STELTER: That is ultimately the mystery for me heading into Tuesday.
STELTER: How much of this bad behavior, how much of these state sponsored tacks and how many of these outbreak of hate speech all of these problems we have come to associate with social media the past couple of years, how much of this will affect the electorate. And it's just so hard to tell ahead of time.
It's one of the mysteries. It's one of the black -- frankly Twitter and Facebook are black boxes. We really can't see all of what is going on Facebook and Twitter (INAUDIBLE). We know that on Facebook there's a lot of misinformation being spread mostly in groups, kind of hidden parts of Facebook that are hard to access.
How much of that is going to impact and sway the electorate? It's just hard to know and that's why this Twitter purge is so interesting. They did take down thousands of accounts mostly trying to tell Democrats not to vote.
It was basically a voter suppression effort but we don't know that was a giant effort or a tiny effort.
STELTER: And we may not know ever.
PAUL: That is something. Well, it has been such a pleasure to have all of you here.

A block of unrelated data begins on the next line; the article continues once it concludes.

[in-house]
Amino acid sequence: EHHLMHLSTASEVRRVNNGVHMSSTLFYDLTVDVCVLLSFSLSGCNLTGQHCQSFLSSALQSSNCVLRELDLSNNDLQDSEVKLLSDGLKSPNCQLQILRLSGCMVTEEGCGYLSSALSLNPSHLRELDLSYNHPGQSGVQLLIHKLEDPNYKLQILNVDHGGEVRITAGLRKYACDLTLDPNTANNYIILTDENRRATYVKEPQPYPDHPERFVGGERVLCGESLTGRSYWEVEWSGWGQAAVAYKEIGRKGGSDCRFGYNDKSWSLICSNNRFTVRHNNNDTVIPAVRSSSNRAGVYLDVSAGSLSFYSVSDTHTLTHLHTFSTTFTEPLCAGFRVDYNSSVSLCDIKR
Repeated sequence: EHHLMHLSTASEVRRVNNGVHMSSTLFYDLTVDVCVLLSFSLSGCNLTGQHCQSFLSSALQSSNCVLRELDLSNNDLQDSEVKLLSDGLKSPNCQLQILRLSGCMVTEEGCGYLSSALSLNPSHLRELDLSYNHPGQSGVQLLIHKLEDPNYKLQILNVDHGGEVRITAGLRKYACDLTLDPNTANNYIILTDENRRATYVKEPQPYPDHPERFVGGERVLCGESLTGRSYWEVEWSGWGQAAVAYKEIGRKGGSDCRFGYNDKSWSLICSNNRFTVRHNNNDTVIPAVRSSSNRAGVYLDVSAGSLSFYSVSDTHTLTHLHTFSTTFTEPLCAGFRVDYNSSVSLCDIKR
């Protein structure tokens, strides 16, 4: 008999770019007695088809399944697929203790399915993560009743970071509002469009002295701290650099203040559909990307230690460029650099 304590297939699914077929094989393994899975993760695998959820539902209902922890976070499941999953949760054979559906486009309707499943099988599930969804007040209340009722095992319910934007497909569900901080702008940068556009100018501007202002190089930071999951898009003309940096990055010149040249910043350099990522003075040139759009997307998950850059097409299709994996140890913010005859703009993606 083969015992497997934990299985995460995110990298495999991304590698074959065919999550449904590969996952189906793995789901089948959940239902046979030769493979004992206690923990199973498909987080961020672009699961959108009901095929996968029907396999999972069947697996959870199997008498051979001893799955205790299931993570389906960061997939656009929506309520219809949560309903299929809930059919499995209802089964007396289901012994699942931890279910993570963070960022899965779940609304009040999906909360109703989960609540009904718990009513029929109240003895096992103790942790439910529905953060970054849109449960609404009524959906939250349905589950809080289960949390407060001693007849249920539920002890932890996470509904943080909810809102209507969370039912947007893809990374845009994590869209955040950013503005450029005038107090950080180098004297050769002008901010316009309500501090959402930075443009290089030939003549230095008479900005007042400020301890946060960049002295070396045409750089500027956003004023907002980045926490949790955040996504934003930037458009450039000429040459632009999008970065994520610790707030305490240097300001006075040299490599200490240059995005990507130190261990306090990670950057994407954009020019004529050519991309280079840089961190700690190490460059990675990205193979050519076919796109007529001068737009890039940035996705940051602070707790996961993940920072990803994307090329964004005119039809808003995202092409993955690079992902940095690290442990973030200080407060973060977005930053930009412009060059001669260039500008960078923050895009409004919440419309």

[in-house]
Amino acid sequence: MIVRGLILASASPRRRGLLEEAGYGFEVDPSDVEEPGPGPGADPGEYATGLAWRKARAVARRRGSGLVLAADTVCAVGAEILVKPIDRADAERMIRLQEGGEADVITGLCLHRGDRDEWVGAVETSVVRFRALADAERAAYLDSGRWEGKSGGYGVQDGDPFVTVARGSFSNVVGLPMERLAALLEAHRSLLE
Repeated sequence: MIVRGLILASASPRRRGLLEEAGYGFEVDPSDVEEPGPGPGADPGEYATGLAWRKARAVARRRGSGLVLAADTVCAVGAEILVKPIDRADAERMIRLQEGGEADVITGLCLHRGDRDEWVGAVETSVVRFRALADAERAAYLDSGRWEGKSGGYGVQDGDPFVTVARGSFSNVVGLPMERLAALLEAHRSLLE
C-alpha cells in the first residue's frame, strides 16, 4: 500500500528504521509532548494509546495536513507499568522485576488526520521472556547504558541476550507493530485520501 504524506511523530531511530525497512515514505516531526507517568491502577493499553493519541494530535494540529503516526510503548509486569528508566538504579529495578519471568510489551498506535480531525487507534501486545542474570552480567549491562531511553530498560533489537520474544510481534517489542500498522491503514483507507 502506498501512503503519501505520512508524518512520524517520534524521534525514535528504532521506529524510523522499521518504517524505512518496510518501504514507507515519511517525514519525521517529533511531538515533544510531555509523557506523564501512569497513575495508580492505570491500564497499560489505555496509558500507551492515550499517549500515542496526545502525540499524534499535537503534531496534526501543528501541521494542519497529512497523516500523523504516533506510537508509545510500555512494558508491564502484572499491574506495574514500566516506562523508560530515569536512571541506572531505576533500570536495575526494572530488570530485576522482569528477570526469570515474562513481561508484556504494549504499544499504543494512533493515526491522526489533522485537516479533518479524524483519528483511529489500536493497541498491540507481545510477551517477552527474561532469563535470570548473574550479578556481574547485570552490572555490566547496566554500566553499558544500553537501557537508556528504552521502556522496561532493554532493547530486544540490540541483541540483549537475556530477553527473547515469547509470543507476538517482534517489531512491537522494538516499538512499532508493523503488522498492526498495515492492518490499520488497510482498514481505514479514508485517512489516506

PAUL: Brian, well, it's good to see you in person.
STELTER: Thanks, you too.
PAUL: Andrew and Zachary, thank you for being here.
HANSEN: Thank you.
ISRAEL: Thank you.
PAUL: We appreciate it. You can hear more from Brian, of course. He is sitting in the chair now and he will be back. "RELIABLE SOURCES" only on CNN at 11:00.
BLACKWELL: All right. Still to come a man was arrested and charged after distributing -- or disturbing rather anti-Semitic messages -- it was said distributing -- found inside a temple in Brooklyn, New York. More details about that ahead.
PAUL: Forty-two minutes past the hour right now.
And the mayor of small city in Utah was identified as the U.S. service member who was killed in Afghanistan yesterday. We are talking about Brent Taylor. He was killed in Kabul in what the U.S.-backed coalition is calling an apparent insider attack.
Now he had temporarily stepped down as mayor of North Ogden to deploy to Afghanistan with the Utah Army National Guard.
BLACKWELL: Now one of the last messages he wrote on social media was in support of freedom in the Afghan elections. He also said this about the upcoming U.S. elections.
"I hope everyone back home exercises their precious right to vote and that whether the Republicans or the Democrats win that we all remember that we have far more as Americans that unites us than divides us."